Tag Archives: critical thinking

English 9 Enriched: Visible Thinking- Frankenstein’s Creation

Students will be evaluating film techniques as well as comparing and contrasting film to text.  for the Visible Thinking part of the exercise, we will watch two different film interpretations of the creation scene in Frankenstein.    They will be looking for a total of ten things they notice (See) in each clip; however, they have to find two in each of the following categories: Characterization, Lighting, Set Design, Sound/Music, Costumes/Make-Up.

The first is from the Universal Films 1931 production starring Colin Clive as Henry Frankenstein (notice the name change) and Boris Karloff as the creature (on a side note, Boris Karloff’s– whose real name was William Henry  Pratt– great grand-nephew lives here in Rochester).

NOTE: the YouTube link is to one person’s channel, and the videos all play when going to this link.  The one I used in class is the four minute piece at clip 3.  I am saving Gene Wilder for when we do parody!

The second is from Mary Shelley’s Frankenstein (1994) directed by Kenneth Branagh, who also stars as Victor Frankenstein, with Robert De Niro as the Creature.

After watching both clips, students shared what they saw in each of the five categories with a partner.  They then went on to write three things they THINK about how the clips reflect events in the novel, followed by three things they WONDER about how the clips reflect the events in the novel.  They must keep in mind as they write what they think and wonder that they are going to be asked to write a comparison/contrast piece for the film clips and the novel.

Students were then given two different colored Post-Its for SEE/THINK/WONDER; one color that related to the Universal film, and another for the Branagh version.   We then shared aloud and posted them in the front of the room on a large poster paper.  Once all students had the opportunity to share, we discussed the major similarities and differences between Hollywood and Shelley’s work.  They then went on to work on their writing pieces.

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Filed under Domain 1: Planning and Preparation, Domain 2: Classroom Environment, Domain 3: Instruction, English 9 Enriched, Visible Thinking

English 9 Enriched: Defending Evidence Based Claims and Elevating Diction

My enriched kids are taking the Evidence Based Claims worksheets further than what we are currently doing in 9 Regents.  In this exercise, I put the following on the overhead:

Forming Evidence Based Claims for Frankenstein, Chapters 1-3

Each pair of rows will have one of the three chapters.  For each chapter, there will be students forming Evidence Based Claims about TWO of the following aspects of the narrative (one from column 1 and one from column 2):

Column 1: Characters                          Column 2:  other aspects

Victor’s character (Ch 1-3)                                 The setting in Geneva  (Ch 2)

Victor’s mother’s character (Ch 1-2)              Victor’s family life (Ch 1-2)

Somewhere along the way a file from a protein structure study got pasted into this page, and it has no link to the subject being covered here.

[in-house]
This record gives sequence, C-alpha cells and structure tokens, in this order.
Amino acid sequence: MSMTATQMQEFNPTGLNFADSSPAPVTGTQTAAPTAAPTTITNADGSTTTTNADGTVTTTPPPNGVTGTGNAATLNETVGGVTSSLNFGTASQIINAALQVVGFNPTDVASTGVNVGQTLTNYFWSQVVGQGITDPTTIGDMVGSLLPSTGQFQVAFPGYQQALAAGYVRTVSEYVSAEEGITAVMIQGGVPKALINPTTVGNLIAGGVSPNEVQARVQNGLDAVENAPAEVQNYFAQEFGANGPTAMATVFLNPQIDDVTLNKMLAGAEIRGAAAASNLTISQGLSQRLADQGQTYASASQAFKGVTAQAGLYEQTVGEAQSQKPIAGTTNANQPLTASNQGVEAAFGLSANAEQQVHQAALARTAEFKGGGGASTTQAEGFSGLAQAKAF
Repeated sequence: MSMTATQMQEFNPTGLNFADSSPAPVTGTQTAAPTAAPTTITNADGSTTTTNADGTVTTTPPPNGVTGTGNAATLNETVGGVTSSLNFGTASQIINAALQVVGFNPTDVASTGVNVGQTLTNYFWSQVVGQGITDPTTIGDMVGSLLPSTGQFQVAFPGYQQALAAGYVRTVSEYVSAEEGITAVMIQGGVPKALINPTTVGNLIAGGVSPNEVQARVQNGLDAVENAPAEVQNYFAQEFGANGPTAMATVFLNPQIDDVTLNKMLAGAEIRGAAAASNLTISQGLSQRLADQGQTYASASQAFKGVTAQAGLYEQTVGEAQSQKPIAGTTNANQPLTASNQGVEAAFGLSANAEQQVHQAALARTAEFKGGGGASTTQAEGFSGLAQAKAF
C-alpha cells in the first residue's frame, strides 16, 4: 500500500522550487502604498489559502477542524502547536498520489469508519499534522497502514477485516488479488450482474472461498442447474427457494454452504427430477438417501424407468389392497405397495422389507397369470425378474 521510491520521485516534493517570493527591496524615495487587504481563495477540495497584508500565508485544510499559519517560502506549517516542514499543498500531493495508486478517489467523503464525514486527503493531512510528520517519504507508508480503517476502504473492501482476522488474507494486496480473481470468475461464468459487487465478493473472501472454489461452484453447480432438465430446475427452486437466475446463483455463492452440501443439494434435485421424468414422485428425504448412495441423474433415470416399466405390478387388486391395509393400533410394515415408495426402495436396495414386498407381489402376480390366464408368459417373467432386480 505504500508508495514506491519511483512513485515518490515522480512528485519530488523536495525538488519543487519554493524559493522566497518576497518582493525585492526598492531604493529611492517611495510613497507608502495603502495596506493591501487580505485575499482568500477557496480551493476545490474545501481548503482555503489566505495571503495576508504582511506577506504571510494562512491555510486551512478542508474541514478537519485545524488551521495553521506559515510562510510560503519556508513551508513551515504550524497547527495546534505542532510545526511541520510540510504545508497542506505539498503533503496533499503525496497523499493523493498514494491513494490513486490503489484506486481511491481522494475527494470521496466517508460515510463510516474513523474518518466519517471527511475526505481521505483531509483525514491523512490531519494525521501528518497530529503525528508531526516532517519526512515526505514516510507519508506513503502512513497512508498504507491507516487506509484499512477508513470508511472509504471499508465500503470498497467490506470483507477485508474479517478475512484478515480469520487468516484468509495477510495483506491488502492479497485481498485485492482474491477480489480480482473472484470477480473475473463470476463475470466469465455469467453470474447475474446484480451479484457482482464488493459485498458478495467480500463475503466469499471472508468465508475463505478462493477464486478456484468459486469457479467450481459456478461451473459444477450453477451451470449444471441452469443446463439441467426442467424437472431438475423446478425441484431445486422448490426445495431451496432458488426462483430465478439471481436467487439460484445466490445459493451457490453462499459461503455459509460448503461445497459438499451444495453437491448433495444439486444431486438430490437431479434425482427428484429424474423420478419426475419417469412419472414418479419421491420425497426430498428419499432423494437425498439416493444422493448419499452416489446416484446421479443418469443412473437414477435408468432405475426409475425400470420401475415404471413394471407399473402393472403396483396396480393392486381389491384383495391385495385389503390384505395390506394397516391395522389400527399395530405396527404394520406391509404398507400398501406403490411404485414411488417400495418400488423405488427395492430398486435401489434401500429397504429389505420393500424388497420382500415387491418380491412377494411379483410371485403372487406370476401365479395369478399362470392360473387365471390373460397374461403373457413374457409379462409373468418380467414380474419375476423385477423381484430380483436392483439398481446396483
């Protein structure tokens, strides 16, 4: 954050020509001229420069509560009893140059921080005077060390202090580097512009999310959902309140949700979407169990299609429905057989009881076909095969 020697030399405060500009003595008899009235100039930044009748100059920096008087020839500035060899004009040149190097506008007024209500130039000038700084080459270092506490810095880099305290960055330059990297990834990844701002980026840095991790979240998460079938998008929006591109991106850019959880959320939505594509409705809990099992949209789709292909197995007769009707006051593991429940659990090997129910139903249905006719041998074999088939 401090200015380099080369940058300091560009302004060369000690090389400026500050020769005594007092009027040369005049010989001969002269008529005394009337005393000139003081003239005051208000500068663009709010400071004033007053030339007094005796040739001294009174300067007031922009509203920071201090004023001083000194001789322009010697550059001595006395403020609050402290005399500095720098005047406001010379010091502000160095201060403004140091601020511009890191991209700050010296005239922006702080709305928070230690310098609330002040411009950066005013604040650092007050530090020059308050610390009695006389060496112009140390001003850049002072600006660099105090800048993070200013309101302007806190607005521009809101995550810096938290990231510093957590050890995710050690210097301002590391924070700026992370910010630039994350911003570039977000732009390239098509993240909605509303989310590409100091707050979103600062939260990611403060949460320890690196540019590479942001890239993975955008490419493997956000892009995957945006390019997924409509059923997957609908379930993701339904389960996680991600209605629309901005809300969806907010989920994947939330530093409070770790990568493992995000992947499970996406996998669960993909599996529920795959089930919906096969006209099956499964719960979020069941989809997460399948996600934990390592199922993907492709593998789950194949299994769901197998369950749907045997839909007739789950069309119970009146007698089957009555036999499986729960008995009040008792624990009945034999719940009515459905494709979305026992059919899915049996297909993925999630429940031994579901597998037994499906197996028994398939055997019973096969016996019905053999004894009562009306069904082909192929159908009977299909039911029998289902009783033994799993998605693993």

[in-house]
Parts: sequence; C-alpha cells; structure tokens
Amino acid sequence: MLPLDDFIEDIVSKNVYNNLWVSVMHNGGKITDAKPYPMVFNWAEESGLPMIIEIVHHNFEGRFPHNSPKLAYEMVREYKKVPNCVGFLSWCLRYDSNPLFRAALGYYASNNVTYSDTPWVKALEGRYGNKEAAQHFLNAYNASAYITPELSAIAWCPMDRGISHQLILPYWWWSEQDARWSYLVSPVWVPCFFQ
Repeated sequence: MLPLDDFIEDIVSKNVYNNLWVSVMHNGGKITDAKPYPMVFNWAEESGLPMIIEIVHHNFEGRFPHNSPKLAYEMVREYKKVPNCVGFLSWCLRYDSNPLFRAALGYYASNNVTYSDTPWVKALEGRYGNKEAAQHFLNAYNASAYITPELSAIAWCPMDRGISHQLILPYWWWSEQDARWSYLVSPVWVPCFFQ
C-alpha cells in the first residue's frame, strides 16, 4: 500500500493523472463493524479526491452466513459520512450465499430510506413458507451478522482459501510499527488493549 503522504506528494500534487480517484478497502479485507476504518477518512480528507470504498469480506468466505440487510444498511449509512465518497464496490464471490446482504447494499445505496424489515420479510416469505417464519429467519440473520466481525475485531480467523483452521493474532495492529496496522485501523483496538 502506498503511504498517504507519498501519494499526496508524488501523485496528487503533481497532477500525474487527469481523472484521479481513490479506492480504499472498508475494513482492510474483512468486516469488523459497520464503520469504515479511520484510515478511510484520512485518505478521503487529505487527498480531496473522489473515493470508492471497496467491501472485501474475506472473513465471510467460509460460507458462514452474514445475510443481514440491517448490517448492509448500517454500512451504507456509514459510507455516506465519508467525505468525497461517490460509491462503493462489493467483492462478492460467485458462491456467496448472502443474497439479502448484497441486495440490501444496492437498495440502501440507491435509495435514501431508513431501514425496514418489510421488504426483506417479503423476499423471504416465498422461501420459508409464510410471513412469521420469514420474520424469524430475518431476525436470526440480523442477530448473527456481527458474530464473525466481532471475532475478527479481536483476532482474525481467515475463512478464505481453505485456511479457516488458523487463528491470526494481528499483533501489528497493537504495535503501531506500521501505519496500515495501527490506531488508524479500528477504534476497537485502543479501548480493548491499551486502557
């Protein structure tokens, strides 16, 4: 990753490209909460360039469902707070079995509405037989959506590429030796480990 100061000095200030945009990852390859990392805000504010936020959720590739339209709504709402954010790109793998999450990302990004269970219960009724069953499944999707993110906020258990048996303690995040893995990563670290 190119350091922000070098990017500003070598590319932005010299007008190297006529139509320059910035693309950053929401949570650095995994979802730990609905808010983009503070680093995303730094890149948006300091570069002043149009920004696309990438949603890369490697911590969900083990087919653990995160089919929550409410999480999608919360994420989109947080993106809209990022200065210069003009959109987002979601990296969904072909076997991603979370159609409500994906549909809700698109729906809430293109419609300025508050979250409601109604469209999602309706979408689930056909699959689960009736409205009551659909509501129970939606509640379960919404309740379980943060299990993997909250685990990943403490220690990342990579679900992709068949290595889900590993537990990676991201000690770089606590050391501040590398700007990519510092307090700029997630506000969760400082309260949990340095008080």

Victor’s father’s character  (Ch 1-2)               Victor’s early education (Ch 1-2)

Elizabeth’s character (Ch 2-3)                          Victor’s parents’ visit to the Lake of Como (Ch 1)

Henry Clerval’s character (Ch 2-3)                The effect of the lightning storm on Victor (Ch 2)

Mr. Krempe’s character (Ch 3)                         Victor’s mother’s death (Ch 3)

Mr. Waldman’s character (Ch 3)                      Victor’s ambitions  (Ch 1-3)

Victor’s university education (Ch3)                                                                                                                                                                           The university at Ingolstadt  (Ch 3)

 

First, I assigned a chapter to each pair of rows.  I gave each pair of students two Forming Evidence Based Claims worksheets, and then I drew class cards so that each student could choose a topic that related to their assigned chapter.  One partner chose from Column 1 for a character in their assigned chapter, and the other chose from Column 2 for some other aspect relating to their chapter.

Once the pairs had their two topics, I set them to work finding textual evidence for the top boxes of their Forming EBC worksheets first.  I told them that claims about characters would involve character traits, and the other claims would be about the significance of the aspect to the novel (either so far or as an element of foreshadowing).  They were to remember the overall setting of the novel: Victor is, throughout the entire book, telling his tale to Robert Walton aboard his ship that is stuck in the ice.  All these are details that Victor has chosen to relate to the captain; WHY are they significant enough for him to mention?

One stipulation, though, was that all claims had to be made using elevated vocabulary.  Since the book we are using contains a huge glossary in the back, and the packet I gave them also includes a vast glossary, they must find stronger, more precise words than “loving”, “caring” (a personal abhorrence), and “nice” (a word the belongs on the Dead List of character traits).  This is a skill we are still working on improving, and I am trying to get them to become more precise in their diction.

Student examples: